Blue emergency lights

September 1, 2010 at 4:06 pm • Posted in ALL POSTS, Law Enforcement, Science270 Comments

Years ago, the Washington State Patrol switched from red flashing lights to blue lights at a heavy cost to the taxpayer. I don’t remember the justification given, but I thought it was a waste of money at the time. Recently I thought back to a demonstration of the Tyndall effect that my physics teacher in high school showed us in class. It demonstrated that light passing through a medium with suspended particulates will be reflected and refracted depending on its wavelengths. As the particulate per unit volume increases, the shorter wavelengths of light (blue) are scattered back and dispersed while the longer wavelengths of light were still transmitted through the medium. Simply stated, the last color to be filtered out is red (The longest wavelength in the visible spectrum). This is why we observe red sunsets rather than blue sunsets when there is dust, smoke, or some other source of particulates in the air.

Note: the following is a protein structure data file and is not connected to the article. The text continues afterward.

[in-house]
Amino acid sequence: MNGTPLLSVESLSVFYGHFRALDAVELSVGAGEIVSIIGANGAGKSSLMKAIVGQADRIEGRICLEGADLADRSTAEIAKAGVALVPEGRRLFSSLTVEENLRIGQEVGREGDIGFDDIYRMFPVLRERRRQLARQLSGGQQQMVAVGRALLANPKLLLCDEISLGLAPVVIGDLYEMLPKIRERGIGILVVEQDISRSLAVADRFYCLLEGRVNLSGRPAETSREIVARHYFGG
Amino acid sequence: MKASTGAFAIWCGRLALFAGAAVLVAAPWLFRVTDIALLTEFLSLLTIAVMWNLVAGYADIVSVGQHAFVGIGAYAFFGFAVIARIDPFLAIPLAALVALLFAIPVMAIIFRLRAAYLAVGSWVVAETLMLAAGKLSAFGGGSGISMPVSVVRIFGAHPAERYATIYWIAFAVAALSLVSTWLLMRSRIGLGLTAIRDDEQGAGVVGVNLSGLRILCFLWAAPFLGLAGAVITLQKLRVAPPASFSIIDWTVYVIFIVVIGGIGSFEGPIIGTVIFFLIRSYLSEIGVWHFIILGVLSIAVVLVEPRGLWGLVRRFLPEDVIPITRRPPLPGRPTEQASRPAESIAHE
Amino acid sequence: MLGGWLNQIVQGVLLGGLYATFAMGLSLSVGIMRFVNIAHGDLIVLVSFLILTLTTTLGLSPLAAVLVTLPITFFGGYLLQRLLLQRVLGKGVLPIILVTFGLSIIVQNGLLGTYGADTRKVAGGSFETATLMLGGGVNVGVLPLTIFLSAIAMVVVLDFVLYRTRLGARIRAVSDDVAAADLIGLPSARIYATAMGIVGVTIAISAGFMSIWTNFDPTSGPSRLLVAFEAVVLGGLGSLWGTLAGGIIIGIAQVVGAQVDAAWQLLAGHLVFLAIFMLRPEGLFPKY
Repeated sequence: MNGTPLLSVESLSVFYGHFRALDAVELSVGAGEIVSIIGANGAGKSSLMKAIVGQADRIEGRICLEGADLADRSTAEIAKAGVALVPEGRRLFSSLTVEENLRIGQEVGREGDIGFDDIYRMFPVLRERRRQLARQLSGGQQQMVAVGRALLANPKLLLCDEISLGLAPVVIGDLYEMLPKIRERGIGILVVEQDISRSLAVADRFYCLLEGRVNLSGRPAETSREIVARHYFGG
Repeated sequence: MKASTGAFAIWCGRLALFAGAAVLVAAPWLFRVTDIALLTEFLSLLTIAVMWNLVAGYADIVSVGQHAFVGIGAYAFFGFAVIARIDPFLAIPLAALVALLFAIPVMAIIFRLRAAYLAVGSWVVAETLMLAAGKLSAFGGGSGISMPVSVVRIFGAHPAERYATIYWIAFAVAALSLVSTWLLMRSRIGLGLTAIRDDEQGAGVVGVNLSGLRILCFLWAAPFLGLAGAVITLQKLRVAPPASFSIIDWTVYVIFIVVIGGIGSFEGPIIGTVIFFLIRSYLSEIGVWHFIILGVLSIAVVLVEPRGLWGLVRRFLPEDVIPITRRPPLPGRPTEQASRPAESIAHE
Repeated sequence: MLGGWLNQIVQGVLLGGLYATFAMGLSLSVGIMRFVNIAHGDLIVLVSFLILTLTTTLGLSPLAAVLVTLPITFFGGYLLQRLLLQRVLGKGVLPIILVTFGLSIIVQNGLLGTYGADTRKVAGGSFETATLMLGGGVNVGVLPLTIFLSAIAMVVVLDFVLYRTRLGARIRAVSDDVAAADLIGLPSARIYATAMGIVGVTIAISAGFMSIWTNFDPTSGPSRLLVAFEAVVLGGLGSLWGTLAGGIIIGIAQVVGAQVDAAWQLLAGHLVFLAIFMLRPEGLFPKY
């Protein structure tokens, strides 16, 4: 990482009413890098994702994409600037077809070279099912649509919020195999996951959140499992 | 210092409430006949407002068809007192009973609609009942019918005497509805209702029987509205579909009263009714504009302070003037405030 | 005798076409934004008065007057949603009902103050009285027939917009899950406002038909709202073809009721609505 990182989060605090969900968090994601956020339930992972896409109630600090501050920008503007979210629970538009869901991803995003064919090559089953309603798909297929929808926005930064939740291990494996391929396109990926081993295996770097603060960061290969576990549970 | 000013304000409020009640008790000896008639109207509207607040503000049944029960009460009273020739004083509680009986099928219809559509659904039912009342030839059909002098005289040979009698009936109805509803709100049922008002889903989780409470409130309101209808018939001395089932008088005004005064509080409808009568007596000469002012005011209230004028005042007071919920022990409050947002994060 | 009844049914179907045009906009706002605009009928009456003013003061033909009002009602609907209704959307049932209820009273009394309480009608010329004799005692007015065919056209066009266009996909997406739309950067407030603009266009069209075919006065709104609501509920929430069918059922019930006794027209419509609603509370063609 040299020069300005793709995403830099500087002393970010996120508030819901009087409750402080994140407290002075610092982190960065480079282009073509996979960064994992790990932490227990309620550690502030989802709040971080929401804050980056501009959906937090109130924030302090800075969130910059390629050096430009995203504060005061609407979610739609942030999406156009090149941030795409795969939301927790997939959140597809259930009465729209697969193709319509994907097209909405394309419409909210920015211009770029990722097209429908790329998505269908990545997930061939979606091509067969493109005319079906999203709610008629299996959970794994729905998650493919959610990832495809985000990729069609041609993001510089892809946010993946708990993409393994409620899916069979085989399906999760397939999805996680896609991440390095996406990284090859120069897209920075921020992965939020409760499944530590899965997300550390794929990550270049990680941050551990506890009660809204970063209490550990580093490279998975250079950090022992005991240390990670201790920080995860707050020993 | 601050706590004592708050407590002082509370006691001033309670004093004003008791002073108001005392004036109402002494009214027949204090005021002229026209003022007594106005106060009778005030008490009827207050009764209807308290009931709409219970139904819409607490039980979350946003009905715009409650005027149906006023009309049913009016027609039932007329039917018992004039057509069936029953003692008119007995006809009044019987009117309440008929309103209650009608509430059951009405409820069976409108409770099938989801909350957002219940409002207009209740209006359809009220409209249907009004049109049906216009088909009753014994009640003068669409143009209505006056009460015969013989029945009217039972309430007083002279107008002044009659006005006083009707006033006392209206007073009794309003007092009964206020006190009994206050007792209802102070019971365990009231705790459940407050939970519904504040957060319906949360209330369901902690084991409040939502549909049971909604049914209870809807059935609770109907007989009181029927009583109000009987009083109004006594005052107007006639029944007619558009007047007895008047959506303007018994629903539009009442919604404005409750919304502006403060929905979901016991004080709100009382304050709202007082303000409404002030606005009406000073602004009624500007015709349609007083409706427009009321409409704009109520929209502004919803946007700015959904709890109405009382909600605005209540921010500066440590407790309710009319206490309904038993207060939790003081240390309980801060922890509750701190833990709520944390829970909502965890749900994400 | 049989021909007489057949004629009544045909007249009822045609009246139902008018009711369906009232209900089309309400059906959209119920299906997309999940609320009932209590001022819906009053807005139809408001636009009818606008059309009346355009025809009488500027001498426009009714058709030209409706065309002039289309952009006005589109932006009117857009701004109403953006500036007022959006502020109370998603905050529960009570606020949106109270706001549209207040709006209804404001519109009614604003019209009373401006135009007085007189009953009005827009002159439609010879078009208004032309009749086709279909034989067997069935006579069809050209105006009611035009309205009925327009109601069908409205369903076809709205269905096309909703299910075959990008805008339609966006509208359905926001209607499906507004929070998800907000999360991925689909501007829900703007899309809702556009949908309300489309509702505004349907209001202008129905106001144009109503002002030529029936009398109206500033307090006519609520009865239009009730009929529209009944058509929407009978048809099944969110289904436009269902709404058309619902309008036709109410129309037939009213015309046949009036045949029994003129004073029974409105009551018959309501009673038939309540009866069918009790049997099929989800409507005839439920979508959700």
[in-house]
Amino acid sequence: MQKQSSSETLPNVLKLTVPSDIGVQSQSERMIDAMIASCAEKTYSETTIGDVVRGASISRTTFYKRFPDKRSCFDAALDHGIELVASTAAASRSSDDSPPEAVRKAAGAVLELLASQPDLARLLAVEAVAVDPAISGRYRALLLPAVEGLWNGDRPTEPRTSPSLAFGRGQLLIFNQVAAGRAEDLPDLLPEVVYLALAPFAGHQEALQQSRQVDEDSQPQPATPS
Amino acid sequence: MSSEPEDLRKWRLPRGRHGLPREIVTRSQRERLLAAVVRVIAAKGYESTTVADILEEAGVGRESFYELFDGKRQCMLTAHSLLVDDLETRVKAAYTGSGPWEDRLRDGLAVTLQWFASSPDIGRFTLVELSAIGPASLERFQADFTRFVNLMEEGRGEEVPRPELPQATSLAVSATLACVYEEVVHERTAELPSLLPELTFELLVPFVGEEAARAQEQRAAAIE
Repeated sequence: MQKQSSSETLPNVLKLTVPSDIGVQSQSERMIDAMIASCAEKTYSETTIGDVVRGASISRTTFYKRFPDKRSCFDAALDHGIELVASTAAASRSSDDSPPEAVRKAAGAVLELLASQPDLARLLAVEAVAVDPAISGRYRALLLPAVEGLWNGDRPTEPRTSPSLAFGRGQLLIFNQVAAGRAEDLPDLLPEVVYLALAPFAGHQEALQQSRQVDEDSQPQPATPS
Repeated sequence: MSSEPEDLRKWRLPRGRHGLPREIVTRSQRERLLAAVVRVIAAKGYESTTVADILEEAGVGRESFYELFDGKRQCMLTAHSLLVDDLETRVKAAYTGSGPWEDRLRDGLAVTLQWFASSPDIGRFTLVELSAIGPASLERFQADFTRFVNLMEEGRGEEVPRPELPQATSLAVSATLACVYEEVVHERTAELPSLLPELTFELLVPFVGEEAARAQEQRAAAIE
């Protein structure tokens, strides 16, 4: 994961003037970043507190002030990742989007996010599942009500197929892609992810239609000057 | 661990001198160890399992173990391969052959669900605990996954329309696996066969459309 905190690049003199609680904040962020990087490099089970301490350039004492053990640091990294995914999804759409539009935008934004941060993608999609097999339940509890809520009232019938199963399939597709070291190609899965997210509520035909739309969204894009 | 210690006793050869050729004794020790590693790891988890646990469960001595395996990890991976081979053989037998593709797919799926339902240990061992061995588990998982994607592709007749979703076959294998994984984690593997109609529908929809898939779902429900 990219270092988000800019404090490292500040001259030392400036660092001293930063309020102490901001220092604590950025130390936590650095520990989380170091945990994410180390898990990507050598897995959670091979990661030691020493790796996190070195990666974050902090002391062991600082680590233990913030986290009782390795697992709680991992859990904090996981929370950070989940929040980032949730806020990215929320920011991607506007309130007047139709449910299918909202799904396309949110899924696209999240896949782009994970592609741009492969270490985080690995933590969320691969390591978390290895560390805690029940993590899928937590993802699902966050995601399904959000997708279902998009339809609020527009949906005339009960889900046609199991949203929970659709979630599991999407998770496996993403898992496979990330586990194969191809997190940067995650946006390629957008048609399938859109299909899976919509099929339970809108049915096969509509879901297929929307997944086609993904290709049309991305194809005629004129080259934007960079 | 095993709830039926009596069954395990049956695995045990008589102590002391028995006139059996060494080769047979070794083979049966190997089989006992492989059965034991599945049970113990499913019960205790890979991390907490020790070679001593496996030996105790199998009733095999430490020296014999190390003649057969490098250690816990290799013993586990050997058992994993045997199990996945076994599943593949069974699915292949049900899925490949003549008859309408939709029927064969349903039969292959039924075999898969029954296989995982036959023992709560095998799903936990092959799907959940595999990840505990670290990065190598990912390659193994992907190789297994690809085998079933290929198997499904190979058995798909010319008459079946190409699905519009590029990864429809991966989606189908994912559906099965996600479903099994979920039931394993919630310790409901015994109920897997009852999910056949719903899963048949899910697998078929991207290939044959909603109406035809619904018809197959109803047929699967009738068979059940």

Red was always the best color for emergency lights. Someone should be required to repay the taxpayers of Washington State for that boondoggle. (Note: Now you know why you don’t see blue lights used on aircraft.)